The reason I think this is all so important is that it re-inforces conservative (not so much in a political way, but in a social change kind of way…conservative meaning holding on to the old ways of doing things) perspectives of history. People who believe Thomas Jefferson really believed all men are created equal do not understand that many people have had to fight to get the Constitution to be read like it says.

    I think you understand this Marshall. You’ve had to study the American legal framework in depth and studying the Constitution makes it apparent that the “inherent rights” of Americans are whatever we can convince a judge or jury that they should be. This is very important because knowledge of this is essential in order to protect rights in an ever changing world.

  13. [Not Tom] Marshall Says:

    ^ I must confess that my very first Phish show in October of 1994 was a double-bill of DMB followed by Phish (double-bill may be generous to DMB). I went for both of them equally. But that was 1994 and I was 22.

  14. lastwaltzer Says:

    Excellent post silly, I assume you’ve read “A People’s History Of The United States” By Howard Zinn? That book changed my life.

  15. [Not Tom] Marshall Says:

    @ Silly – the most knowledgeable thing I can say about myself, is that I am small and ignorant of 99.9% of history (not talking about the few things that are “taught” but “everything” that “happened”). I consider this to be an educated view of myself. Within this framework, I’m aware that some people are more knowledgeable about certain things than I am (which is really an opinion of mine when you get down to it) and others are less. The idea that everything should be questioned is valid. I also believe that we build upon the knowledge that is passed down.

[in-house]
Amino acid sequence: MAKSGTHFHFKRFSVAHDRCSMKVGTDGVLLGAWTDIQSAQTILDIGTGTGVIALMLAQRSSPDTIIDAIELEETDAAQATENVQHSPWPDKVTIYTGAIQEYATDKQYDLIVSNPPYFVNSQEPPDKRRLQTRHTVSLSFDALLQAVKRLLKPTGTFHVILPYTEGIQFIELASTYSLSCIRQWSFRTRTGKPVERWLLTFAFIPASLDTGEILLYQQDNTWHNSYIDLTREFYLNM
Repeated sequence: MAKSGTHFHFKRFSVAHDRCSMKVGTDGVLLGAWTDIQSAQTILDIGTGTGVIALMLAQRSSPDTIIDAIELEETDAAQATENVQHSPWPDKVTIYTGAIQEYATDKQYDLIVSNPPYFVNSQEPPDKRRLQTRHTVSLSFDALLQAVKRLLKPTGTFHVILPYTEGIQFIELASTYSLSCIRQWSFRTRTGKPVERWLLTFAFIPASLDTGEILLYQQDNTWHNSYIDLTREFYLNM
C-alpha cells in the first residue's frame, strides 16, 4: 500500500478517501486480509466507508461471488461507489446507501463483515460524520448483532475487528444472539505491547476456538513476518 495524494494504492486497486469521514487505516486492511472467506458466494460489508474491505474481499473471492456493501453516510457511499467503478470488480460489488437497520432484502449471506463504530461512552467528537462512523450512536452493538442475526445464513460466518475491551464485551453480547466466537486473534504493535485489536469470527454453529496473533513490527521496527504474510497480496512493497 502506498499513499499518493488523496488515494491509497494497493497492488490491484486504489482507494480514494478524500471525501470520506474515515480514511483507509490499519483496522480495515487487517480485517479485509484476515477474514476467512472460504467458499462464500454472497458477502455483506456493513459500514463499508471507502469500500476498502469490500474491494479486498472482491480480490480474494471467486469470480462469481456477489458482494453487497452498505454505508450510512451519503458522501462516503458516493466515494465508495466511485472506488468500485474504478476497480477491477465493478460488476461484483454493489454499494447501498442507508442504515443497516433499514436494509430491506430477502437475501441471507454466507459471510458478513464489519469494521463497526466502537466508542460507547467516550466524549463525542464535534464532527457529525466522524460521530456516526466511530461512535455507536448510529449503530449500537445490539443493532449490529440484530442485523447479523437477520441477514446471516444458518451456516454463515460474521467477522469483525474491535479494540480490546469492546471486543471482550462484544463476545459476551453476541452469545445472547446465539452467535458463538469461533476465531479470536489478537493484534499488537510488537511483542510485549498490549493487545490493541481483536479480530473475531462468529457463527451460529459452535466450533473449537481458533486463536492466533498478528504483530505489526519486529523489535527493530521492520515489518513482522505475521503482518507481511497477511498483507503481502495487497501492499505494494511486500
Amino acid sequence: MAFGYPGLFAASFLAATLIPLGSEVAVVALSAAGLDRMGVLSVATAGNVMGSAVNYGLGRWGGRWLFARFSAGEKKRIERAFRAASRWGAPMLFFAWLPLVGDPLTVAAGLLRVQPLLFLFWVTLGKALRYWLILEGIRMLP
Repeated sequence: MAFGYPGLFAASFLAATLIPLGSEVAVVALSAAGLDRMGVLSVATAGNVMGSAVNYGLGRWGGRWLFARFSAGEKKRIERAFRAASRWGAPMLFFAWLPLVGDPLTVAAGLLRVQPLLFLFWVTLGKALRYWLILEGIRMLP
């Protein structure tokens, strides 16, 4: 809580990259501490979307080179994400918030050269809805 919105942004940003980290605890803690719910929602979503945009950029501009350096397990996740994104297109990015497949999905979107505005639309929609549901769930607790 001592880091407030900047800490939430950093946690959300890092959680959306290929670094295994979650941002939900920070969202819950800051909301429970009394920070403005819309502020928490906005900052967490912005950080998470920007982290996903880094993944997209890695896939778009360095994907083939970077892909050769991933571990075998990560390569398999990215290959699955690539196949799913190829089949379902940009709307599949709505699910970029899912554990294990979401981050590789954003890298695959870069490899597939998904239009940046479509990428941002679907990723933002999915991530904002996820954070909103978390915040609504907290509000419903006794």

All your points have merit.

  16. [Not Tom] Marshall Says:

    And as to the idea that “we all know this happened so why didn’t they address it more” … this is where I allow the creators of such things the license to “know” more than I do.

    I don’t buy into “fair and balanced” – I think that’s another form of political correctness. I buy into accuracy – but that in itself is always subject to debate.

    It’s because humans rarely agree on anything.

    I call it “the human condition.”

  17. BTB Says:

    “Pure boredom, time to get out,
    46 days for the tour to start…”

  18. [Not Tom] Marshall Says:

    I think this delves into the concept of what is real? What is reality? In a way, it’s nothing more than perspective, because of the human condition.

    Two people witness an accident on the street first-hand will often have two different accounts … yet somewhere in there is truth.

    Truth is invisible most of the time, it seems.

  19. lastwaltzer Says: